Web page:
High Life is now out on Blu-ray and VOD streaming services, accompanied by Amazon customer comments calling it “boring”, “degenerate”, and “the worst 2 hours of my life.”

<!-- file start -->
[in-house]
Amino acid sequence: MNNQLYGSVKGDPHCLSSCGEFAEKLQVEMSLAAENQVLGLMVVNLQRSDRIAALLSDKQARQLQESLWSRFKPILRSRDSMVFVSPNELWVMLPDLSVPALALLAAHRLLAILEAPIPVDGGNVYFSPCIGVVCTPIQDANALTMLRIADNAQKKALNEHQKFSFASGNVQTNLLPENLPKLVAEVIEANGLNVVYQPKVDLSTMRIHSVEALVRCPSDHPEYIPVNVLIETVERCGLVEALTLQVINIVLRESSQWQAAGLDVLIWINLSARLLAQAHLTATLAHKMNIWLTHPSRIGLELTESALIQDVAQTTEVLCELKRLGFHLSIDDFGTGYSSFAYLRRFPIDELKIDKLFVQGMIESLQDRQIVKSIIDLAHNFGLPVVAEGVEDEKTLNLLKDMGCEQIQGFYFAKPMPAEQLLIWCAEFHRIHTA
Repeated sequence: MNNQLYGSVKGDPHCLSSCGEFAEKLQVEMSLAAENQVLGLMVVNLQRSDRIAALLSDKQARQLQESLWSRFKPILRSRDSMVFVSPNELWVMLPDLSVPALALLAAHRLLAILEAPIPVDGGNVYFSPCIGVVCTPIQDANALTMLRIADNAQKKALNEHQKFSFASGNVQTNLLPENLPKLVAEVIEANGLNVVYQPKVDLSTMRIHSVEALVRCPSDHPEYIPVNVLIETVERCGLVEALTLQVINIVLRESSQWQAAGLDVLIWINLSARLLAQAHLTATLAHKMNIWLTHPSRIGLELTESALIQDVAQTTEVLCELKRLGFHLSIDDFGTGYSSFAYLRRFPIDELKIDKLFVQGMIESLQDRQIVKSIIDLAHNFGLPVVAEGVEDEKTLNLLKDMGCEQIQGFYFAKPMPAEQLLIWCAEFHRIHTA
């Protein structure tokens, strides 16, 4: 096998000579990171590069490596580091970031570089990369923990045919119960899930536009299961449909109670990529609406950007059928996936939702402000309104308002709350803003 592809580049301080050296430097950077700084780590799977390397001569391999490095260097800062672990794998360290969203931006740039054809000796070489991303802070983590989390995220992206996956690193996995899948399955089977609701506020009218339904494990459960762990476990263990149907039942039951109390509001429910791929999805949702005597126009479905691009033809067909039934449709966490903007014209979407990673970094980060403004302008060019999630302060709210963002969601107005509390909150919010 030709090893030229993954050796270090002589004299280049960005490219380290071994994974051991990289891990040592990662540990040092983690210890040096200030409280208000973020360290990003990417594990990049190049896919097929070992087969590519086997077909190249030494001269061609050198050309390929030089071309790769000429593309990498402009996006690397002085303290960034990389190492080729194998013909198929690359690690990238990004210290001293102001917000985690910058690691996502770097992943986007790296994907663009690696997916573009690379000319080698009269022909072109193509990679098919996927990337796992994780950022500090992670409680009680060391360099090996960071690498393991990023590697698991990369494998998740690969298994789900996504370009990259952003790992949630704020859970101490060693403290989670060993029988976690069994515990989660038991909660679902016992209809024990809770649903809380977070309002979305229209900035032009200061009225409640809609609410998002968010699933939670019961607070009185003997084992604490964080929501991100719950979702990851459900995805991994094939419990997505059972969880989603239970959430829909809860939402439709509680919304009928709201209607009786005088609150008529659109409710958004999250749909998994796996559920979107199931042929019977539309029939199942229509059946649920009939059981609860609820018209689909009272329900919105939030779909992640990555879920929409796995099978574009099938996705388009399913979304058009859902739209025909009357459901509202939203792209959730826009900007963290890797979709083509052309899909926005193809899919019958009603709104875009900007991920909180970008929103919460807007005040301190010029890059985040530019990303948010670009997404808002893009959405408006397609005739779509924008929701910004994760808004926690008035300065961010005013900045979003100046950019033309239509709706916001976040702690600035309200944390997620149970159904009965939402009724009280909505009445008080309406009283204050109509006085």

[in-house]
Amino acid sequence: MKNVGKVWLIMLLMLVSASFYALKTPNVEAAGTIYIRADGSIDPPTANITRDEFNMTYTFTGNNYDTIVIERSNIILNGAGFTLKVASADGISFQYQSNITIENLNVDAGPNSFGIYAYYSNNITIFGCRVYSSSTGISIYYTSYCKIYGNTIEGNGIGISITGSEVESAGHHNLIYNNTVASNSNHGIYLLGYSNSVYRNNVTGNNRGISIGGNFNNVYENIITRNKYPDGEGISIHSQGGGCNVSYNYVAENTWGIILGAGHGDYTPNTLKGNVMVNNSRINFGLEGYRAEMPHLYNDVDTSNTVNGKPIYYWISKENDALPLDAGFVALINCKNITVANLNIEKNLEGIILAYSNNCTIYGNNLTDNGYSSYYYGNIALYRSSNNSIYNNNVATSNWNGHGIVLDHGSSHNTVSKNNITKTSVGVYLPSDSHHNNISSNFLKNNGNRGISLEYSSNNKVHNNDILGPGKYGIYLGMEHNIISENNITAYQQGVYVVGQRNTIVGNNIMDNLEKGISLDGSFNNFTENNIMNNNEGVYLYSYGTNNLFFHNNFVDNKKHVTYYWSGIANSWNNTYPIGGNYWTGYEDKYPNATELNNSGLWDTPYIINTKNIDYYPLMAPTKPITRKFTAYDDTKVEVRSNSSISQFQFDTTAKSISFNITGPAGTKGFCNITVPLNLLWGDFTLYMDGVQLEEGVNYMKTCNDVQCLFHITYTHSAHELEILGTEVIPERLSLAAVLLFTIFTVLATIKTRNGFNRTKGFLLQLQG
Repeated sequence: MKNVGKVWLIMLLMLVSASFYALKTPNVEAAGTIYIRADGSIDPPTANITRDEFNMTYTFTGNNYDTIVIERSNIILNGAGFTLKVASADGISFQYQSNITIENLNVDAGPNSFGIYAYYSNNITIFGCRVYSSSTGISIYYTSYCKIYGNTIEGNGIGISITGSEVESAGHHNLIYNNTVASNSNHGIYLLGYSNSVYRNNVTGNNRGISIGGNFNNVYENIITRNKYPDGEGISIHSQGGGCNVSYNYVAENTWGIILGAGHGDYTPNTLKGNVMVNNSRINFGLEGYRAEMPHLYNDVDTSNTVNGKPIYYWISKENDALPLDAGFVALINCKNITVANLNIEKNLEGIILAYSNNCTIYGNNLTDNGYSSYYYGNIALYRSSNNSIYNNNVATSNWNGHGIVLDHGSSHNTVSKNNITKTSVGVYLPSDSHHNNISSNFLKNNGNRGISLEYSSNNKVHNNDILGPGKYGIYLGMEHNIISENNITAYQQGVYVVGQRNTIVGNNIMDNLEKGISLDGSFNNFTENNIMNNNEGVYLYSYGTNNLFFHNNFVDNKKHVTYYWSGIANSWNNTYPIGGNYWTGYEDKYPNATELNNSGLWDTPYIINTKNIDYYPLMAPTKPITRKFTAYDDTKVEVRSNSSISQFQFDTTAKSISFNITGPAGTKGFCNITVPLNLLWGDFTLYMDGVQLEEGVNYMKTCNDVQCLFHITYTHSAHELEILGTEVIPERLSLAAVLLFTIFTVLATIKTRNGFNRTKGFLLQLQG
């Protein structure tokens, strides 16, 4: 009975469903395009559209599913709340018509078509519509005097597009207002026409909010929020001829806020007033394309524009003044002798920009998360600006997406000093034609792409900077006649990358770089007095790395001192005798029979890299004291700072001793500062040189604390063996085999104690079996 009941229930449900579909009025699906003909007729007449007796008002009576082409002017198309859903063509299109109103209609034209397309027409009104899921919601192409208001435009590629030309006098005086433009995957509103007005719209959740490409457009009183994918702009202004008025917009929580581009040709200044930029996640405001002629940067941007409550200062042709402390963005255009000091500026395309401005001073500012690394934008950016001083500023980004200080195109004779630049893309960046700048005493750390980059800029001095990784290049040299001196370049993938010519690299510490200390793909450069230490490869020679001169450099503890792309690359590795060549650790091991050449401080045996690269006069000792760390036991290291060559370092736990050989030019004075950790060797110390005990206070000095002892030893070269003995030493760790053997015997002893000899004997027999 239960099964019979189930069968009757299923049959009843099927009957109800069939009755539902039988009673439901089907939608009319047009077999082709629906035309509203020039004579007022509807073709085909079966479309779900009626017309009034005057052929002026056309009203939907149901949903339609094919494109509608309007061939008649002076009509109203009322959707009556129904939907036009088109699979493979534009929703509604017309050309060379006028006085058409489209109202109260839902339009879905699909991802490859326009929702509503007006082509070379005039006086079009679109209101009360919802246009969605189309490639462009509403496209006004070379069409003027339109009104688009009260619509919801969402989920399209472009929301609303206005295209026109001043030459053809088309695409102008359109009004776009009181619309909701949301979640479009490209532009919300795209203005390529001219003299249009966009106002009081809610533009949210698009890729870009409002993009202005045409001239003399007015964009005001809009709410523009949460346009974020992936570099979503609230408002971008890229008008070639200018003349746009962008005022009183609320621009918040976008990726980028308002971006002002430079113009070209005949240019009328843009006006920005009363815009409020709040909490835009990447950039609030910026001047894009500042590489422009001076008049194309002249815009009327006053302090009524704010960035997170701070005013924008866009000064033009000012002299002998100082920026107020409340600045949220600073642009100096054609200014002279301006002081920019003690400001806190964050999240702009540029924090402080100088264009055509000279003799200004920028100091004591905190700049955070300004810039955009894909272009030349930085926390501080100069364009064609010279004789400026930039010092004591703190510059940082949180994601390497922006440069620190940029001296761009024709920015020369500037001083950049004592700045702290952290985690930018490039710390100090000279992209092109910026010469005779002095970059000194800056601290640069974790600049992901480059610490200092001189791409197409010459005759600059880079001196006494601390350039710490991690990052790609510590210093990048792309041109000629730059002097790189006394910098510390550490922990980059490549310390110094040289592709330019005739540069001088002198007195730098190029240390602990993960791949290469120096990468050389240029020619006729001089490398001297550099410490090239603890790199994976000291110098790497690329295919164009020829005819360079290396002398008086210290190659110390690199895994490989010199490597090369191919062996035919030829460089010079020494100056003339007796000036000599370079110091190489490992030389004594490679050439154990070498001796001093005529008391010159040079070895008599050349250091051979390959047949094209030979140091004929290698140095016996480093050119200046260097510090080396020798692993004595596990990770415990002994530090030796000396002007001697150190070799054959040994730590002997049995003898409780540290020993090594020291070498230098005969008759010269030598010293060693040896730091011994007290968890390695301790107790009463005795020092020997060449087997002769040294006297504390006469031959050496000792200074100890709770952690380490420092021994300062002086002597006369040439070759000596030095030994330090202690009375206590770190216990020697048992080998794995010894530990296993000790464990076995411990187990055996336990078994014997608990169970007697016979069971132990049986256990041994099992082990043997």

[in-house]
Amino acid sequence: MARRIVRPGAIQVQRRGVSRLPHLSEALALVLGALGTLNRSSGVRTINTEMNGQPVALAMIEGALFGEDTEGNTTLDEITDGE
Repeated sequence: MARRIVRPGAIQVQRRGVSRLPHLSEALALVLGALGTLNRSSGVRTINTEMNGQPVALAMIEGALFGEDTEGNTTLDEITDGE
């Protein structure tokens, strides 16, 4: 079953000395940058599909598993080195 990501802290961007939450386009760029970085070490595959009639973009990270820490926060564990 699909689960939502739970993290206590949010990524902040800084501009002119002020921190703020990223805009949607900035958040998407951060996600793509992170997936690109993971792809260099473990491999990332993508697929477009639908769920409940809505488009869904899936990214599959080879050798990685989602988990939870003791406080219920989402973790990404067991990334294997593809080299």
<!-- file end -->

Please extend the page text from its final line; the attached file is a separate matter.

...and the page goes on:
Meet the Class of 2019: the same old inarticulate confusions, now mixed in with new technology, careerisms, ideals/pretensions of social consciousness, and shifting gender norms. They can be monstrous, as everyone is at that age where you know less than you think but are well on track to inherit the earth anyway. But that monstrosity is a good starting point: in teen movie terms, the successfully ingratiating new comedy Booksmart is something like the salvation of Tracy Flick. Here, the Overachiever from Hell is reborn as Molly (Beanie Feldstein), a pathologically dedicated student who, along with her best friend Amy (Kaitlyn Dever), decides it’s time for both of them to cut loose and squeeze as much fun as possible out of high school before graduation day. This is not the novelistic accumulation of detail of Lady Bird, or the “let’s get real about right now” cringes of Eighth Grade, but an altogether poppier and simpler tradition: the raucous up-all-night teen comedy. This is also to say that there is absolutely nothing conceptually novel about Booksmart—and that doesn’t necessarily have to be a bad thing. Here is a generation that may point out, with fair cause, that the timelessness of American Graffiti is lily-white, that Sixteen Candles is rapey, and that Superbad only gives its raunchy, empathetic close-up to the boys. So why can’t these kids go for an up-all-night comedy of their own?